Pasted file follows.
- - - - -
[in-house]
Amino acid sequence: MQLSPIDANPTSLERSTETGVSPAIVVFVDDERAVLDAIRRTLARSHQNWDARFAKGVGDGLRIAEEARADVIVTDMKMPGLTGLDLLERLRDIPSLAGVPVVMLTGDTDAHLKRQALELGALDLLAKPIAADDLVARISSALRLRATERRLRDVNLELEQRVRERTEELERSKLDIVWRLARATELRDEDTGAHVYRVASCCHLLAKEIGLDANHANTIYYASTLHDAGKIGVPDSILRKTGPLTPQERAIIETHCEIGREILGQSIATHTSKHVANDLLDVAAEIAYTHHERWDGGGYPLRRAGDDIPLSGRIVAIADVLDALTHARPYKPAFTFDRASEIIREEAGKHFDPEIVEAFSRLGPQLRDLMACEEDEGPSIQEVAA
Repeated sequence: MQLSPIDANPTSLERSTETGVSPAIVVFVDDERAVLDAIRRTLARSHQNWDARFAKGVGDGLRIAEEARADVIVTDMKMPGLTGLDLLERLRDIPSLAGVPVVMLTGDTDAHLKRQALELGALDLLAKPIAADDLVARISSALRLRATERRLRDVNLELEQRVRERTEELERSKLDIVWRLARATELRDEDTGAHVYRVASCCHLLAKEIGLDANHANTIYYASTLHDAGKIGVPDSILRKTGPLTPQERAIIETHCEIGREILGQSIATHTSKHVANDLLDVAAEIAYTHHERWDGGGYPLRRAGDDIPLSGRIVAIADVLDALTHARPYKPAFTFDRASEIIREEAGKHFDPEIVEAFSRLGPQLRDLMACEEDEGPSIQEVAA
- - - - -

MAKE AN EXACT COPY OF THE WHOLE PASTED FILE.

[in-house]
Amino acid sequence: MQLSPIDANPTSLERSTETGVSPAIVVFVDDERAVLDAIRRTLARSHQNWDARFAKGVGDGLRIAEEARADVIVTDMKMPGLTGLDLLERLRDIPSLAGVPVVMLTGDTDAHLKRQALELGALDLLAKPIAADDLVARISSALRLRATERRLRDVNLELEQRVRERTEELERSKLDIVWRLARATELRDEDTGAHVYRVASCCHLLAKEIGLDANHANTIYYASTLHDAGKIGVPDSILRKTGPLTPQERAIIETHCEIGREILGQSIATHTSKHVANDLLDVAAEIAYTHHERWDGGGYPLRRAGDDIPLSGRIVAIADVLDALTHARPYKPAFTFDRASEIIREEAGKHFDPEIVEAFSRLGPQLRDLMACEEDEGPSIQEVAA
Repeated sequence: MQLSPIDANPTSLERSTETGVSPAIVVFVDDERAVLDAIRRTLARSHQNWDARFAKGVGDGLRIAEEARADVIVTDMKMPGLTGLDLLERLRDIPSLAGVPVVMLTGDTDAHLKRQALELGALDLLAKPIAADDLVARISSALRLRATERRLRDVNLELEQRVRERTEELERSKLDIVWRLARATELRDEDTGAHVYRVASCCHLLAKEIGLDANHANTIYYASTLHDAGKIGVPDSILRKTGPLTPQERAIIETHCEIGREILGQSIATHTSKHVANDLLDVAAEIAYTHHERWDGGGYPLRRAGDDIPLSGRIVAIADVLDALTHARPYKPAFTFDRASEIIREEAGKHFDPEIVEAFSRLGPQLRDLMACEEDEGPSIQEVAA